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How to tame the fear of public speaking?

You want your ideas to reach as many people as possible. But there is one thing that stands between you and your potential supporters – the fear of public speaking.

Fear is not real, it is a product of your imagination

Let´s get one thing straight – fear is not real. It is a construct of your imagination. Danger can be real, but fear is something you made up.

Evolutionarily fear is an ability we have developed to stay alive – if there was some dangerous animal that wanted to eat our ancestors, then their fear kicked in and prepared their body to run for their lives.

But how likely it is nowadays that some beast will want to attack you and eat you? Or the listeners of your speech would want to eat you? The act of fear is still programmed in our DNA as a survival mechanism. But we can tame that fear for our own good.

So the next time you step on the stage and feel the symptoms of fear, ask yourself: “Is this actually dangerous, or can I let go of my fear?”

But why do you actually feel the fear of public speaking?

Your heart pumping, legs shaking, dry mouth. These are some symptoms of fear. Your body is getting you ready for the stage the same way it is getting you ready to run away from a wild bear that wants to eat you. Pumping the blood to your muscles and injecting adrenaline to your blood stream.

To some extent this is actually good – it energizes you and gets you ready to be fully alive and awake on the stage. But excite too much and you become a faster runner, but not a better speaker.

So the next time you feel the anxiety kick in before going on stage, stop for a moment. Breathe deeply and affirm to your body: “Dear body, thank you for getting me excited for the speech. I can handle it from here. Let´s enjoy the show!”

If your mind made up the fear of public speaking, it can surely make up a way to tame it.

Nothing in life is to be feared, it is only to be understood. Now is the time to understand more, so that we may fear less.

Marie Curie

Turn your anxiety of  public speaking into excitement for public speaking

Fear and anxiety are actually our allies in making an energizing and powerful speech. The key is to direct the “fear energy” into “excitement energy”. Direct this energy to your listeners through your clear voice and words.

So instead of worrying “Oh no, I´m feeling fear!”, rather direct your inner talk to “Oh, I am excited to go on stage and perform!”

Direct your attention on serving the listeners. Focus on how you are helping them to improve their lives using the ideas and feelings transmitted through your speech. Once you attention moves from shaky hands to serving the listeners, the excessive fear fades.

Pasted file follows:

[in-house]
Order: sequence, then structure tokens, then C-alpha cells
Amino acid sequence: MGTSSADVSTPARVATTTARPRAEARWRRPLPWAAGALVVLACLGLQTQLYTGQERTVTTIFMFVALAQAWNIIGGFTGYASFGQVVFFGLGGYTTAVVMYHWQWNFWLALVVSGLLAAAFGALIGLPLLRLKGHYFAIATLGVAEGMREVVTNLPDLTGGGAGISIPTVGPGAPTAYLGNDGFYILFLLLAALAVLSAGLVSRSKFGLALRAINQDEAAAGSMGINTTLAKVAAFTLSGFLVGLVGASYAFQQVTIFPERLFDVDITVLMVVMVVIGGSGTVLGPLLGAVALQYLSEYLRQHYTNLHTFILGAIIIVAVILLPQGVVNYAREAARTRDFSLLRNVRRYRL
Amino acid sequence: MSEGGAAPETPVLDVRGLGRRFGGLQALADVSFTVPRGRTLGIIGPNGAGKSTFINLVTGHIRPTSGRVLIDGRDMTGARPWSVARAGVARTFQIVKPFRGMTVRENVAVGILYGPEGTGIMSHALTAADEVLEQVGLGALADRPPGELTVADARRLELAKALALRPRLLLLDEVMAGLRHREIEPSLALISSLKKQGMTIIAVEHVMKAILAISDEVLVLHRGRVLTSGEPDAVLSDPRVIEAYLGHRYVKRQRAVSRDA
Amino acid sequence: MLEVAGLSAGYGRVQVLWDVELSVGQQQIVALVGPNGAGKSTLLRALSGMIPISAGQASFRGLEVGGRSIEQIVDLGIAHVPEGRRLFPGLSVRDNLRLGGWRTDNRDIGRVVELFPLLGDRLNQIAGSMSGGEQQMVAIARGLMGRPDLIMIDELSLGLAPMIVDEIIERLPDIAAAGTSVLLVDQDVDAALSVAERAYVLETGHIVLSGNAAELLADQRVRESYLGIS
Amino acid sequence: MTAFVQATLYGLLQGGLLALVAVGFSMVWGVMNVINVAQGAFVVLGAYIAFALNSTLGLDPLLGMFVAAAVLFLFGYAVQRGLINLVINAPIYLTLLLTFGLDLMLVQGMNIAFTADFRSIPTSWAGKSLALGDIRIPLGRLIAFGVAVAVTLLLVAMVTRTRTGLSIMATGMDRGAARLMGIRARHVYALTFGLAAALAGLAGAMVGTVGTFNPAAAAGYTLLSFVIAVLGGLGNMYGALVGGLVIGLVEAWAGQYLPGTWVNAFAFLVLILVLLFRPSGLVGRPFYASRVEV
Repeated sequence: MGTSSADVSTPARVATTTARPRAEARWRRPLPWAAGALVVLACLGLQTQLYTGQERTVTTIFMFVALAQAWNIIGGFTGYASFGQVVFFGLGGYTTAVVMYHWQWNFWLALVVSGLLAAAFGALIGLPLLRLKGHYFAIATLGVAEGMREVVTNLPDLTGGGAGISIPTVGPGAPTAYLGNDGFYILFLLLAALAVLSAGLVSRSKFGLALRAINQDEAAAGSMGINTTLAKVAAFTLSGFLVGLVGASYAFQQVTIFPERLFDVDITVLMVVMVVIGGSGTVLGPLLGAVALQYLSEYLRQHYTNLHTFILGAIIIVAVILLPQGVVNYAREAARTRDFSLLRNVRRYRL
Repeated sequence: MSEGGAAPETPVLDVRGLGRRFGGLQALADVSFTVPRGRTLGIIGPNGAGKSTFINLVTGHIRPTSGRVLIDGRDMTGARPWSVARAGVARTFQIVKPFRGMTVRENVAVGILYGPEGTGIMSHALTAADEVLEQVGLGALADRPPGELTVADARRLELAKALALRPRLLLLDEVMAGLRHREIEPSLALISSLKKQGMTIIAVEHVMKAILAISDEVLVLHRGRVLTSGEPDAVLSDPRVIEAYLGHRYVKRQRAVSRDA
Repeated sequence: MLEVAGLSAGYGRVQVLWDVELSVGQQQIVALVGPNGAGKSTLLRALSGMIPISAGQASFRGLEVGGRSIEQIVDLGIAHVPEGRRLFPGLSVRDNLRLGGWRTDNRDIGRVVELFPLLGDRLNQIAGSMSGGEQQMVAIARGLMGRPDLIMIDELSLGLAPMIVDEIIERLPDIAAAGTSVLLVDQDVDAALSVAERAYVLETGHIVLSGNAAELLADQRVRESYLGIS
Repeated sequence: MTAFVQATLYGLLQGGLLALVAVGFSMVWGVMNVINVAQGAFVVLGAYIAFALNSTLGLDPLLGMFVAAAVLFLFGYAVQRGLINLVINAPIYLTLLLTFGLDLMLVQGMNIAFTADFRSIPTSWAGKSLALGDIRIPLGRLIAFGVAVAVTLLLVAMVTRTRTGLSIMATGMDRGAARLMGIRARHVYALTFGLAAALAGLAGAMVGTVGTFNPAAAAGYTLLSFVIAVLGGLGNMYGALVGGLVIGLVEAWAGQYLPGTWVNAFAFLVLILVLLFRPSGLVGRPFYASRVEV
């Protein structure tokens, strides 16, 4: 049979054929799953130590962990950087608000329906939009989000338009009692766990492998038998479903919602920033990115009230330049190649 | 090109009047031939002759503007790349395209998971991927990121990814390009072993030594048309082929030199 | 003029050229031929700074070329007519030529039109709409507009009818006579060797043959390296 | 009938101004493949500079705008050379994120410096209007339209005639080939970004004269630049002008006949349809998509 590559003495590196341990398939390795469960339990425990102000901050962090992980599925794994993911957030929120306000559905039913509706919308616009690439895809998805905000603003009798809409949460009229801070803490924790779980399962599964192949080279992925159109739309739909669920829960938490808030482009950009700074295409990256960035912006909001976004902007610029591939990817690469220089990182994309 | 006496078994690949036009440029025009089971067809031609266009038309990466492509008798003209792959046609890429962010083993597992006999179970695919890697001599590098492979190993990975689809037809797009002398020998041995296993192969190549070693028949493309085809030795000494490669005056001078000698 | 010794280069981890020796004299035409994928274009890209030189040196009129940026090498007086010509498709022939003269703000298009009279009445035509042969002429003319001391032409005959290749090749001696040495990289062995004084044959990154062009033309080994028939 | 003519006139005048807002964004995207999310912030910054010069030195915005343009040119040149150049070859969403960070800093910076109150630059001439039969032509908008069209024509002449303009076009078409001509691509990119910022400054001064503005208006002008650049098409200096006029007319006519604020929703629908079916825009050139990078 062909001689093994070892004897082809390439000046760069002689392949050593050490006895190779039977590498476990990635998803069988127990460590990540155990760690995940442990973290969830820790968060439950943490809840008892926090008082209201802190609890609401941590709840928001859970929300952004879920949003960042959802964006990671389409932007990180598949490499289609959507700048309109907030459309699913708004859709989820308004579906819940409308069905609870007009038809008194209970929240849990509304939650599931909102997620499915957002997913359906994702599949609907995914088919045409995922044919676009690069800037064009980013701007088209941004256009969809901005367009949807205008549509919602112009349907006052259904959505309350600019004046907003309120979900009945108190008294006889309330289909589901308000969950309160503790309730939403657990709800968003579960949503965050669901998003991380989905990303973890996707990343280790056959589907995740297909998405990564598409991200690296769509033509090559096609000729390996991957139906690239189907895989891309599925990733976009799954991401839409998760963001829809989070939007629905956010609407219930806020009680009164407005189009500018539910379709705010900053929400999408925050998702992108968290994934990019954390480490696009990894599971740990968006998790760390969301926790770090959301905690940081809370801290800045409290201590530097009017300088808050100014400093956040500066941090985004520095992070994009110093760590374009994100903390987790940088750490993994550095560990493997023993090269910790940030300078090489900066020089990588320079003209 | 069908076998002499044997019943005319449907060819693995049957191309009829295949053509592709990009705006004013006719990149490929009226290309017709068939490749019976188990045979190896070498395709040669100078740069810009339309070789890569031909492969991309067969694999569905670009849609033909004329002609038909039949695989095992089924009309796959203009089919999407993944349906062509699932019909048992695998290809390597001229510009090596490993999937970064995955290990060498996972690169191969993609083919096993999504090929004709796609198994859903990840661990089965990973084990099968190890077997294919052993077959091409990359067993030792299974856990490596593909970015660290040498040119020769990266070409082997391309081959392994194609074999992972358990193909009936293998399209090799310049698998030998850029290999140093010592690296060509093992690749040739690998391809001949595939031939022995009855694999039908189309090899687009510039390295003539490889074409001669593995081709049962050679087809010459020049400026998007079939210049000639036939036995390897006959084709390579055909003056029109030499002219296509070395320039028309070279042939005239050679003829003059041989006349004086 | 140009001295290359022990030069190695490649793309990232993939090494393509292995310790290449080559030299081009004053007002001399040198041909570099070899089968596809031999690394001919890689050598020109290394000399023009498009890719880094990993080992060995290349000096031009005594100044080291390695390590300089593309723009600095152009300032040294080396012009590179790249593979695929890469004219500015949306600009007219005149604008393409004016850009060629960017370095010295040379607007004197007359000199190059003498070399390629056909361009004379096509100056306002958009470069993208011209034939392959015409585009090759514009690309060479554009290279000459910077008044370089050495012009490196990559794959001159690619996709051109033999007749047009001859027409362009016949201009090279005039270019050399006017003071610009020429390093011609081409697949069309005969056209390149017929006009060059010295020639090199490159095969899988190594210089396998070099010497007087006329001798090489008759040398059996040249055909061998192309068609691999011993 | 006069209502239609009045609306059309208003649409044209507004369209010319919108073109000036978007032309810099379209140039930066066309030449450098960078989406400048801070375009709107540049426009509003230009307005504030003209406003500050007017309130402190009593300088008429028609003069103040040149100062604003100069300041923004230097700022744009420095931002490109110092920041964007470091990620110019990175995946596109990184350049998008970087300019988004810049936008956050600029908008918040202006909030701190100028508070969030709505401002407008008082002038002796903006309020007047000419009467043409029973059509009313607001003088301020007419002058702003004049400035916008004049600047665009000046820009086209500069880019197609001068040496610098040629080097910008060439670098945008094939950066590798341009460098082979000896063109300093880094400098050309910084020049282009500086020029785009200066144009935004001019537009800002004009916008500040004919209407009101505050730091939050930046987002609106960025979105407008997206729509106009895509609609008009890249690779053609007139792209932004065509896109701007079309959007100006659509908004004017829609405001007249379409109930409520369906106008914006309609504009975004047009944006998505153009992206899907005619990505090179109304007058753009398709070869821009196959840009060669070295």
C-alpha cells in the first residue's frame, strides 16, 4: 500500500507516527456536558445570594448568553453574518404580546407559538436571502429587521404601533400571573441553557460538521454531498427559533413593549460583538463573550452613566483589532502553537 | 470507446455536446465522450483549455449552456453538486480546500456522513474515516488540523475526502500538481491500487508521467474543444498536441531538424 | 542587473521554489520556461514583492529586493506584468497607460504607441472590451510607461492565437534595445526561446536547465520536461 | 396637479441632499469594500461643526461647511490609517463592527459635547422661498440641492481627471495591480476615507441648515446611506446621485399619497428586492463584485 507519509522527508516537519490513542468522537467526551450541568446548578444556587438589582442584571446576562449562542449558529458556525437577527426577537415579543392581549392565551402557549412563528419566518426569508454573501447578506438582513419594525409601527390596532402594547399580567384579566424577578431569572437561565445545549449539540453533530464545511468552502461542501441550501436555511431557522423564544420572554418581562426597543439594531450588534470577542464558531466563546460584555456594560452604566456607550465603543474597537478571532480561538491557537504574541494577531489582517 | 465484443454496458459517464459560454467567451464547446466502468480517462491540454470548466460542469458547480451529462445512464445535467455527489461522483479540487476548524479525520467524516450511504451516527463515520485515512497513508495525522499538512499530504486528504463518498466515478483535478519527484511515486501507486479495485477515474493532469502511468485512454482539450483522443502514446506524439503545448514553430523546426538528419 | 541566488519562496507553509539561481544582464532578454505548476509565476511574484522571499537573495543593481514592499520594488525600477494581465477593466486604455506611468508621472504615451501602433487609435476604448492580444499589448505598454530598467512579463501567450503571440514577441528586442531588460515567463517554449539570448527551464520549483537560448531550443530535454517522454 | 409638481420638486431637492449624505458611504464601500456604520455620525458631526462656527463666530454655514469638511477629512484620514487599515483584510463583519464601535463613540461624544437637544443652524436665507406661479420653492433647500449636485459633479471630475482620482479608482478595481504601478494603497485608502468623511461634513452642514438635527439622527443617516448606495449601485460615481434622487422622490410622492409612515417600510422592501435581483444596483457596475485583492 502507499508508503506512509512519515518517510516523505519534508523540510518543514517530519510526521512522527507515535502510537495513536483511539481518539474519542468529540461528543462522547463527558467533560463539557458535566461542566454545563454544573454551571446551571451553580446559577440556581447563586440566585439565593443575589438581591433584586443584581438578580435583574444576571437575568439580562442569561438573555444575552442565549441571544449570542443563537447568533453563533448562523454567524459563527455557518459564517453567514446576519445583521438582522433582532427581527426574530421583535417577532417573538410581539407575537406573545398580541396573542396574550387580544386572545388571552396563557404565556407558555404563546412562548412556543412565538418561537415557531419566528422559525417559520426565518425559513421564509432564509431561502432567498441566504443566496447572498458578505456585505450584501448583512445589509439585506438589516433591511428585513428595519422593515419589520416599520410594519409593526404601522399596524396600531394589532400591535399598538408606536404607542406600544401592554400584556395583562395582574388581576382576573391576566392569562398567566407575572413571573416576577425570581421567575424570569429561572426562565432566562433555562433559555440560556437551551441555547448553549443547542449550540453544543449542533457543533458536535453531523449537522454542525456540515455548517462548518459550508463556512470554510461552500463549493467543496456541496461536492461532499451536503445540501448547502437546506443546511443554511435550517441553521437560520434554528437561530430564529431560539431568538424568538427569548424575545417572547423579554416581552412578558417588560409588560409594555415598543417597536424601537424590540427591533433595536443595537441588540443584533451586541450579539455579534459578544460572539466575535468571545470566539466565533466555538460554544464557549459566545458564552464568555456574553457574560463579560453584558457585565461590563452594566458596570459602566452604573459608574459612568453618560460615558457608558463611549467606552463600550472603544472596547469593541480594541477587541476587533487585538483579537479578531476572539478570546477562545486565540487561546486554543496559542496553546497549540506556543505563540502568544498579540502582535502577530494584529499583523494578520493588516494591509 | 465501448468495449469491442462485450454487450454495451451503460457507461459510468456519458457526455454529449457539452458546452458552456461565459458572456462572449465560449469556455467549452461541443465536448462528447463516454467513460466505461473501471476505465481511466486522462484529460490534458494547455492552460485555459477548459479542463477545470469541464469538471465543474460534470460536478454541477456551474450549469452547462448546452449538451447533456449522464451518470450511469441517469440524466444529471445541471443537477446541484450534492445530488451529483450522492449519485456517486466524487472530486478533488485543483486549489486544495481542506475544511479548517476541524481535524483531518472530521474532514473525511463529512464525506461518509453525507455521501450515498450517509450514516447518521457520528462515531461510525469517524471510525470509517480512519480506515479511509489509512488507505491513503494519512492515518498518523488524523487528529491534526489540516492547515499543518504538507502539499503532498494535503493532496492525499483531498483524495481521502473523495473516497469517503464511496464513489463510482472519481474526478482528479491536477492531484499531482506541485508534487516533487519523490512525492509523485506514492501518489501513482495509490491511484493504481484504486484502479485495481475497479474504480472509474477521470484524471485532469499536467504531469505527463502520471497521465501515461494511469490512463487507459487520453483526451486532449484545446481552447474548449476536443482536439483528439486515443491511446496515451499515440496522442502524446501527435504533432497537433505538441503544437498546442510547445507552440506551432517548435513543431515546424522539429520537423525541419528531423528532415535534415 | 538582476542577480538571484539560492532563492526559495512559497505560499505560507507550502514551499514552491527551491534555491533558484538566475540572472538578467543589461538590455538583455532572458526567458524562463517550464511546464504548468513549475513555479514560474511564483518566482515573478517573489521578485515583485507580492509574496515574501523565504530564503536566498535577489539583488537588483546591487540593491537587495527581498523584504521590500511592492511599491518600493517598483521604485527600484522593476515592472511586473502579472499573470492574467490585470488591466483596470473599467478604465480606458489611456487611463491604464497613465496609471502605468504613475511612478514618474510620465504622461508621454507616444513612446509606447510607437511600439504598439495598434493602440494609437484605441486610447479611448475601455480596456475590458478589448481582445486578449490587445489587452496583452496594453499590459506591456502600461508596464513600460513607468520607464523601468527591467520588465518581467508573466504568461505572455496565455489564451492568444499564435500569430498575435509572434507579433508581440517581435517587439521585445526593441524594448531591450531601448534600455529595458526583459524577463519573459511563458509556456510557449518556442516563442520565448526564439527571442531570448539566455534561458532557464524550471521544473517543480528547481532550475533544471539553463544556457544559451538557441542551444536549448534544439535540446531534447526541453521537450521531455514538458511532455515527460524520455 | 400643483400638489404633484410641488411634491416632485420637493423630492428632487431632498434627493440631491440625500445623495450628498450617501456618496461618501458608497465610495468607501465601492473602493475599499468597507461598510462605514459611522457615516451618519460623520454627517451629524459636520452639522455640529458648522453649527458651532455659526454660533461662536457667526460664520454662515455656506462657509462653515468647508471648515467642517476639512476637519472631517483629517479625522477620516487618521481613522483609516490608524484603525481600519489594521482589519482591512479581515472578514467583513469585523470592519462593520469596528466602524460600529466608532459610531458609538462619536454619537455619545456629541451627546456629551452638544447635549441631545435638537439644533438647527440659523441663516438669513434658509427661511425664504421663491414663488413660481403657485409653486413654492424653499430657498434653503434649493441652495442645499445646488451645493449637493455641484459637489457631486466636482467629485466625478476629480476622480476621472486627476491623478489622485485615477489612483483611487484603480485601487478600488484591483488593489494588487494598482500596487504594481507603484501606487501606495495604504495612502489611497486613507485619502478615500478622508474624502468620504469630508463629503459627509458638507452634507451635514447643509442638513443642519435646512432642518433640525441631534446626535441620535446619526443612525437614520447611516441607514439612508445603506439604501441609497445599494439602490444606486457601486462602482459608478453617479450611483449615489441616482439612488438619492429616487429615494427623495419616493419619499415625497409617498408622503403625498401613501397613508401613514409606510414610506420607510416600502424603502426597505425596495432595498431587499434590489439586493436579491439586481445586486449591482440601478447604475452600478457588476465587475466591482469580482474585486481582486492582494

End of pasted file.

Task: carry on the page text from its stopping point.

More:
Why am I on this stage giving this talk?

Being a professional public speaker for 12 years, I know one thing: the talk goes a lot smoother when I have a clear understanding of why I came on this stage and what is the message I want to deliver to the listeners.

When preparing your talk, think about these questions:

Why did I come to this stage?

What is the message I want to deliver?

Why this message matters?

What is the value that the listeners can derive from this message?

Why I am the right person to deliver this message now?

Once you have answers to these questions, you develop a stronger inner confidence for stepping on stage. You know what your message is and whatever happens, you´ll find a way to pass on that message. Bring your focus to your message and there won´t be room for fear.

But what if I find out that I actually should not be on that stage at all?

Are you afraid that you don´t have a powerful enough message to share with the listeners?

Well, just keep it short and pass on the ideas that are worth sharing.

Are you afraid that you don´t have anything new to share with the listeners?

Generate ideas, interview experts and mix those ideas into your talk.

Are you afraid that you are not the right person to cover the given topic?

If that really is the case, then be honest and recommend some better expert for the event organiser.

Are you afraid to look dumb or accidentally say something embarrassing?

Well, if you are talking about a completely new and original idea, then for some people it will sound dumb, because they are not able to grasp it, yet. But perhaps some other listeners do get positively excited about it.

Can we be liked by everyone?

Should we be liked by everyone?

Are you afraid that it might not be interesting enough for the listeners?

Learn to know who your listeners are – what they are curious about? Tell good stories and engage their imagination. Give the listeners an opportunity to ponder with you or talk with you. Turn listeners into participants.

Are you afraid that you might forget a line in your speech? Or what if there is an accident?

But what if nothing goes wrong?

If you do forget a line or segments, just casually continue or turn that little miss-spelling into a light “oops” joke and bring your focus back to your message.